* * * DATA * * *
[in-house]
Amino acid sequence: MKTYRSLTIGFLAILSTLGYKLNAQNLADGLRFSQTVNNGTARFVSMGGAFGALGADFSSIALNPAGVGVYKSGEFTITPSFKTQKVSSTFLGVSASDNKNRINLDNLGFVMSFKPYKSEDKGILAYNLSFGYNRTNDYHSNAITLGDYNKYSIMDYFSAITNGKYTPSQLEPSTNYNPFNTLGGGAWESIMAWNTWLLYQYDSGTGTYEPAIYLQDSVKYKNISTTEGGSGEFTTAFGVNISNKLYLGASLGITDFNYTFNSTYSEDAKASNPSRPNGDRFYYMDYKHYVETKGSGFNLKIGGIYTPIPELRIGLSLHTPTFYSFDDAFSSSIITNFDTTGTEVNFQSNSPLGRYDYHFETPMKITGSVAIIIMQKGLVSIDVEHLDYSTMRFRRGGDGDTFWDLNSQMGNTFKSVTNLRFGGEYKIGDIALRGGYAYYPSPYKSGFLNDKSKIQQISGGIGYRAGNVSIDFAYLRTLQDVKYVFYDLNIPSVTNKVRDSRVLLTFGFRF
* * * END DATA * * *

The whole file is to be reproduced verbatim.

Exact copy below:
[in-house]
Amino acid sequence: MKTYRSLTIGFLAILSTLGYKLNAQNLADGLRFSQTVNNGTARFVSMGGAFGALGADFSSIALNPAGVGVYKSGEFTITPSFKTQKVSSTFLGVSASDNKNRINLDNLGFVMSFKPYKSEDKGILAYNLSFGYNRTNDYHSNAITLGDYNKYSIMDYFSAITNGKYTPSQLEPSTNYNPFNTLGGGAWESIMAWNTWLLYQYDSGTGTYEPAIYLQDSVKYKNISTTEGGSGEFTTAFGVNISNKLYLGASLGITDFNYTFNSTYSEDAKASNPSRPNGDRFYYMDYKHYVETKGSGFNLKIGGIYTPIPELRIGLSLHTPTFYSFDDAFSSSIITNFDTTGTEVNFQSNSPLGRYDYHFETPMKITGSVAIIIMQKGLVSIDVEHLDYSTMRFRRGGDGDTFWDLNSQMGNTFKSVTNLRFGGEYKIGDIALRGGYAYYPSPYKSGFLNDKSKIQQISGGIGYRAGNVSIDFAYLRTLQDVKYVFYDLNIPSVTNKVRDSRVLLTFGFRF